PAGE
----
Vetting Your Professionals Hiring the Best People for the Job

There is always work to be done on a building, whether it’s a simple lobby repair or a major capital improvement, but finding the right contractor for the job takes some work. If the vetting process is not done properly, the results could be disastrous. 

What if the contractor’s license is expired or that the manager also finds out that the contractor doesn't have the proper insurance coverage. This could leave the building open to massive liability if something should go wrong in the course of the project. It’s looking at those small details that could be the difference between hiring a qualified contractor who can complete a job properly and has the right documentation, and hiring an inept, unqualified contractor that could cause significant trouble for the building. 

Trust But Verify 

Michael Crespo, president of Manhattan-based Citadel Property Management Corp., understands the importance of vetting a contractor before a job begins. “As the property manager, we take on the responsibility of verifying contractors’ credentials,” says Crespo, who is a licensed real estate broker and a New York Accredited Realty Manager. “There are some cases where active, hands-on board members will involve themselves in this process to build confidence in their selected contractor, but essentially the responsibility lies with the property manager as it’s typically a management responsibility as per the contract.”

Wanting to move quickly on a capital improvement project, the board of one of his buildings had approved a contractor without doing the necessary background checks. Crespo insisted that the vendor get checked out before the job began. It didn’t take long to discover that not everything was in order. “The contractor’s license had newly expired and, upon further scrutiny, it was revealed that he was not even licensed to perform work in the county,” he says.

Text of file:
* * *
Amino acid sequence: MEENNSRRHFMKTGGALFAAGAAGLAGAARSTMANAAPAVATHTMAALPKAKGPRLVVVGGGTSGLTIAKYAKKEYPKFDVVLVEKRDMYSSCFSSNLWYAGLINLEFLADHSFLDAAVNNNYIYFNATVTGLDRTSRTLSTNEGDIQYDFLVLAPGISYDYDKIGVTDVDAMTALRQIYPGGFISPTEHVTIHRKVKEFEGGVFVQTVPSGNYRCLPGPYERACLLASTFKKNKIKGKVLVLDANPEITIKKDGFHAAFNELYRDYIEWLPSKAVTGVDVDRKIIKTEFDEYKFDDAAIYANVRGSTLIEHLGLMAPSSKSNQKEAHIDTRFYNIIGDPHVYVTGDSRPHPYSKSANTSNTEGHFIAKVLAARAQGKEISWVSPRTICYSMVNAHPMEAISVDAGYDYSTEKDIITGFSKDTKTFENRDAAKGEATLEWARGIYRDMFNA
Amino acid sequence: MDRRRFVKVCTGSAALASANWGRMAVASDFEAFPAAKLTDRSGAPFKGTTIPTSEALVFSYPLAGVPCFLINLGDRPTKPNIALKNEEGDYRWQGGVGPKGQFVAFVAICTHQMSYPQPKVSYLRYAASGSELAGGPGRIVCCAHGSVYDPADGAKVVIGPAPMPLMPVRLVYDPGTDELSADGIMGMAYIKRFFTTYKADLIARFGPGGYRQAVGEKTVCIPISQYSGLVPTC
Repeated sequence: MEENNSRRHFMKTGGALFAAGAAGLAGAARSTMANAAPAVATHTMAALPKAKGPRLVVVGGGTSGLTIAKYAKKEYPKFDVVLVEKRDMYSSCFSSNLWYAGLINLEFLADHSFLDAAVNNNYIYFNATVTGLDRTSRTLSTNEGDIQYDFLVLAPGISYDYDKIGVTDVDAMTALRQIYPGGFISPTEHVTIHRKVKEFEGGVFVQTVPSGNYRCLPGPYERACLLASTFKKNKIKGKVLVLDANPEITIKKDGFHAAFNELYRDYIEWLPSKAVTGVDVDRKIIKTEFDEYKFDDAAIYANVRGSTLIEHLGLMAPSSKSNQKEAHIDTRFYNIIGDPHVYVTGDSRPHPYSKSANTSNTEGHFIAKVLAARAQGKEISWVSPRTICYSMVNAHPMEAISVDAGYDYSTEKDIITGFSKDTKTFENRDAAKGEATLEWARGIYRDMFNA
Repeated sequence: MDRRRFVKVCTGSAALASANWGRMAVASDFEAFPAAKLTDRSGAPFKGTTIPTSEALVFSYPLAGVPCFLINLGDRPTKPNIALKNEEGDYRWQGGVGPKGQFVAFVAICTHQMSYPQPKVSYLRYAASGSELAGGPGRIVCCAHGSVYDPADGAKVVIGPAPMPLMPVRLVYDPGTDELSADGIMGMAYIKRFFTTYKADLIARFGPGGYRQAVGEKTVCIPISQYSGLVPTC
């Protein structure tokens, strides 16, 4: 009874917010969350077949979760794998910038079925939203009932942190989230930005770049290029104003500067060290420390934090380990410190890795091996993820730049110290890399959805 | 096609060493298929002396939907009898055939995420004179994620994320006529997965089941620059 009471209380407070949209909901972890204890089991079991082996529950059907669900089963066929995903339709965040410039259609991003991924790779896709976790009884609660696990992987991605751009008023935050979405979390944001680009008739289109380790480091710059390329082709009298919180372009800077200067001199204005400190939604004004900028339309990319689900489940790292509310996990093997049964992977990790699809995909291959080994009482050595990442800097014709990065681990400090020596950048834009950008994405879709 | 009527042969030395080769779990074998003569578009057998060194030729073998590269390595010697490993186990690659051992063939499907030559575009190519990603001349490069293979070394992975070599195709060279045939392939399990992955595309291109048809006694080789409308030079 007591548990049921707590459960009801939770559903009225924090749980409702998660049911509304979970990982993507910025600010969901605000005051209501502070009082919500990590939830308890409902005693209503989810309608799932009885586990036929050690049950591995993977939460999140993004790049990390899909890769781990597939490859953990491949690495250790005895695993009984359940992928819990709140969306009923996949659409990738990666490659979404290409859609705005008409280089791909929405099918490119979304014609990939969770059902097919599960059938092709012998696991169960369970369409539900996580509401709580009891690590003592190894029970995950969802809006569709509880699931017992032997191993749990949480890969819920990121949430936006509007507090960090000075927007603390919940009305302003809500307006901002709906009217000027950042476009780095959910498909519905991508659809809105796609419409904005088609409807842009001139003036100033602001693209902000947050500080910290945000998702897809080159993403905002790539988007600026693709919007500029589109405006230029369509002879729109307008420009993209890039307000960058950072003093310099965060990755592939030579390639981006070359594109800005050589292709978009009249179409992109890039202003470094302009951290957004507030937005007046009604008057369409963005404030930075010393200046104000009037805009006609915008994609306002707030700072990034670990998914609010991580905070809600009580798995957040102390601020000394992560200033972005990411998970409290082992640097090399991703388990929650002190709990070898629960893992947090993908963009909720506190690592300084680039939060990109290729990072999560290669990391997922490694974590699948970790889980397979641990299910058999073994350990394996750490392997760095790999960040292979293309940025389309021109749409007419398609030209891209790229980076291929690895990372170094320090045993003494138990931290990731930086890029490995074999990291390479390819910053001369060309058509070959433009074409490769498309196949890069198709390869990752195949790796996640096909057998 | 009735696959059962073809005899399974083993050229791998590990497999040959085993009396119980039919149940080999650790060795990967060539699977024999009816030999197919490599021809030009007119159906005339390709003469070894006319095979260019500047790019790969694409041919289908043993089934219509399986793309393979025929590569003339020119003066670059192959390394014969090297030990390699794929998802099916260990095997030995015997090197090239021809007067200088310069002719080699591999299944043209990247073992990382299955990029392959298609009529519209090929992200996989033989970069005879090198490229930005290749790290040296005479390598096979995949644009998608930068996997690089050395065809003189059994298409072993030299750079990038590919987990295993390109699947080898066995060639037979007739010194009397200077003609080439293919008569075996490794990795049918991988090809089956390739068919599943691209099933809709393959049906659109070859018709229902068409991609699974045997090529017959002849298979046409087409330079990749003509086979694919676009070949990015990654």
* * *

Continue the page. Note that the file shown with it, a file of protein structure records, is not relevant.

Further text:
Interestingly, this contractor that the board hastily hired received rave reviews regarding the quality of the work that had been completed, but the board failed to check out that work too. “Had we gone solely based on the recommendation we received, we would have been very disappointed,” says Crespo. “It just took a quick trip to one of their previous jobs to know they did not have the skills to perform a quality job that our clients expect.”

Crespo stopped the job before it even began, but the surprises weren’t over. “We found that they only just obtained the proper coverage to be able to complete a job of the size and scope that we were looking to complete,” he says. “Not only did this mean that the contractor didn’t have the proper insurance coverage before, but he had never worked on a job of that size before either. This is something we never would have known unless someone was looking at the small details.”

 Do Your Due Diligence

It’s looking at those small details that could be the difference between hiring a qualified contractor who can complete a job properly and has the right documentation, and hiring an inept, unqualified contractor that could cause significant trouble for the building. 

“For example, the use of an uninsured contractor could cause tremendous financial hardship to the building,” says Stewart Wurtzel, Esq., a partner with the Manhattan-based law firm of Tane Waterman & Wurtzel, P.C. in New York. “It is also conceivable that if a contractor with a checkered past is brought onto the premises and causes damage that might have been avoidable had any due diligence been performed before contracting, the board and its agents potentially could be subject to a claim akin to that of a negligent hiring or negligent supervision claim of an employee.”

The New York City Department of Buildings (DOB) issues many of the trade licenses, but Wurtzel says that the responsibility to examine and verify a contractor’s license and other credentials on a building’s behalf falls on management.